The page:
Some of the views expressed here are controversial. So, do ask your doctor. I hope you have one — not just the HMO or retail clinic “provider.”
Don’t panic. That is always good advice. If you, like the world’s economy, operate on just-in-time inventories, and did not take advice to stock up 3 weeks ago, do not join a mob at a big-box store. Somebody there is no doubt infected. Plus, there’s the risk of getting trampled or injured in a fist fight over the last roll of toilet paper. Most of the world survives without that luxury good. If you have no rice or beans or pasta in the pantry, that is more serious, but you should still avoid mobs if at all possible. Take-out and drive-through places are booming.
Don’t treat fever without a doctor’s advice. Fever is not a disease. It is an important defense mechanism. Very high fevers (say 105 degrees) can cause brain damage, and children can have seizures. But don’t pop Tylenol or ibuprofen at the first sign of fever. Many of the casualties in the 1918 pandemic might have been caused by heavy use of aspirin. Like aspirin, popular nonsteroidal anti-inflammatories (NSAIDS) such ibuprofen also have detrimental effects on blood clotting. Try lukewarm sponge baths for comfort.
Don’t rush out and get a flu shot. I know, a lot of doctors and public health authorities urge everybody to do this. Influenza can kill you, and the flu shot decreases that risk by 30% to 60% — but there is evidence that it can make COVID-19 worse, both from the earlier SARS epidemic and lab research. Like with so many things in medicine, we have to play the odds.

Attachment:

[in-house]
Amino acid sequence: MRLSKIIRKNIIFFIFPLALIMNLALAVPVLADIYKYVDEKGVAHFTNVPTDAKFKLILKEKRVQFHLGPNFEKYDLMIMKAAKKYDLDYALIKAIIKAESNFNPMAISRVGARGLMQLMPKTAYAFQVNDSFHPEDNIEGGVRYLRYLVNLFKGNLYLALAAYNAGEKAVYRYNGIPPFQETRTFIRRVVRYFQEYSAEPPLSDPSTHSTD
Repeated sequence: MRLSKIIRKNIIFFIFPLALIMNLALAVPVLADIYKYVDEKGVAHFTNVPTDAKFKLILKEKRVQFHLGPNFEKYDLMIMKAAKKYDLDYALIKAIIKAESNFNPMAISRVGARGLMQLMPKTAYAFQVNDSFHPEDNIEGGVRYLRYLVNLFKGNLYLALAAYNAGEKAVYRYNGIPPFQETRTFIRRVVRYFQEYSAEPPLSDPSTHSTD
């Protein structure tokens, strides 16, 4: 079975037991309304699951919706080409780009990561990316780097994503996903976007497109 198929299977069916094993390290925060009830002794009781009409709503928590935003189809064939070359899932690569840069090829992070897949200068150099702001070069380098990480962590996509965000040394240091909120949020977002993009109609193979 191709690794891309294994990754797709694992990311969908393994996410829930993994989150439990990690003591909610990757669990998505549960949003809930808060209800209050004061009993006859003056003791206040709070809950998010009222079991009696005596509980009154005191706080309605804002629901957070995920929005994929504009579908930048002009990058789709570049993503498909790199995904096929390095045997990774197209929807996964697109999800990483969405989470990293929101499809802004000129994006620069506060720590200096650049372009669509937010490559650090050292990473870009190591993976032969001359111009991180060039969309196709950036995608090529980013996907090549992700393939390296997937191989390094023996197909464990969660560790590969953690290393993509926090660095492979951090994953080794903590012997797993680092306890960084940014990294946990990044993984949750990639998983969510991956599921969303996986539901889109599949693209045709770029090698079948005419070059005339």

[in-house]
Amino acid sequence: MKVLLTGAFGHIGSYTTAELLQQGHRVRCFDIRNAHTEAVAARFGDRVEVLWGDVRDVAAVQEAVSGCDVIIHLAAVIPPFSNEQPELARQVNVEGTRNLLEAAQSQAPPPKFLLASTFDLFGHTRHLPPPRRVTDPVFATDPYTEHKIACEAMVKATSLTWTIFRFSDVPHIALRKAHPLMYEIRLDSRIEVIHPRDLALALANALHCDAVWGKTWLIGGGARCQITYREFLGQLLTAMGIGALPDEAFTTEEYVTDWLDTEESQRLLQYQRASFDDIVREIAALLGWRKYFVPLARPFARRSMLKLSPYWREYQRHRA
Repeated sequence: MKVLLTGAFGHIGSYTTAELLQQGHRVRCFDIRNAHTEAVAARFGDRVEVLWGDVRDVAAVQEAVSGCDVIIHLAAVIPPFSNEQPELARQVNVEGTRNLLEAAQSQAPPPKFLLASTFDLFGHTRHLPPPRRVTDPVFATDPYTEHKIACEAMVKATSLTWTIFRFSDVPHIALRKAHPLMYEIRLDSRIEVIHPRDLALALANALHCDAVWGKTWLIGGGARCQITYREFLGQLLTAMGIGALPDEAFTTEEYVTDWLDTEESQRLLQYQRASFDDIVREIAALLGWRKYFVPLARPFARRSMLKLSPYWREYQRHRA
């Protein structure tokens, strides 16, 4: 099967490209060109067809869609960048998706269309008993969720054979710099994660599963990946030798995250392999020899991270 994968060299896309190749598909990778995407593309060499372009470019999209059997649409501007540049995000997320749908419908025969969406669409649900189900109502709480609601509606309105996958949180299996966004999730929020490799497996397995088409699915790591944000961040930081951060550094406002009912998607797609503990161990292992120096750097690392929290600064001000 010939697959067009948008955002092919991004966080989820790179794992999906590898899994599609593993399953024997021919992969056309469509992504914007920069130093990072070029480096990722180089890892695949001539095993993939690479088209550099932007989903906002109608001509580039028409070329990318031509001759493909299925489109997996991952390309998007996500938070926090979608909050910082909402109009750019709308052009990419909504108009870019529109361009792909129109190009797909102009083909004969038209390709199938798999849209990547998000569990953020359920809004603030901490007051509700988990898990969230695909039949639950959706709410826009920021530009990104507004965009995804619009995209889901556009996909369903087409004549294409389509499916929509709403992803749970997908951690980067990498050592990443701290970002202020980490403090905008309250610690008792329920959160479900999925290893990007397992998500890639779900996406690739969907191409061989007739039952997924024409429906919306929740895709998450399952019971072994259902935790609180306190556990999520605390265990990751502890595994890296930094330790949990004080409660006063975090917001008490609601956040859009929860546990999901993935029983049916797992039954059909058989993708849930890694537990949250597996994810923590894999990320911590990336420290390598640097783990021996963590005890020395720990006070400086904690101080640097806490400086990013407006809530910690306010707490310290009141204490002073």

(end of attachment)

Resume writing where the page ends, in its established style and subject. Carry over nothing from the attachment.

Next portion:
Don’t go to the emergency room or urgent care unless you are severely ill. There will be sick people there, and you might catch something. You also might end up with a big bill, say for a CT scan you didn’t really need. And if you have the flu or a cold or COVID-19, and don’t need IV fluids or oxygen, they can’t do anything for you. Telephone advice lines could help greatly.
Don’t go to events that are crowded, especially indoors in poorly ventilated rooms. Staying home is good.
Don’t demand to be tested and rely on the results. The tests are still in short supply and not very accurate. If you are at low risk, a positive test is likely to be a false positive. And if you are infected, the test may be negative at first. We need much more testing —mainly for public health monitoring.
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SOURCE: Christian Post, Jane M. Orient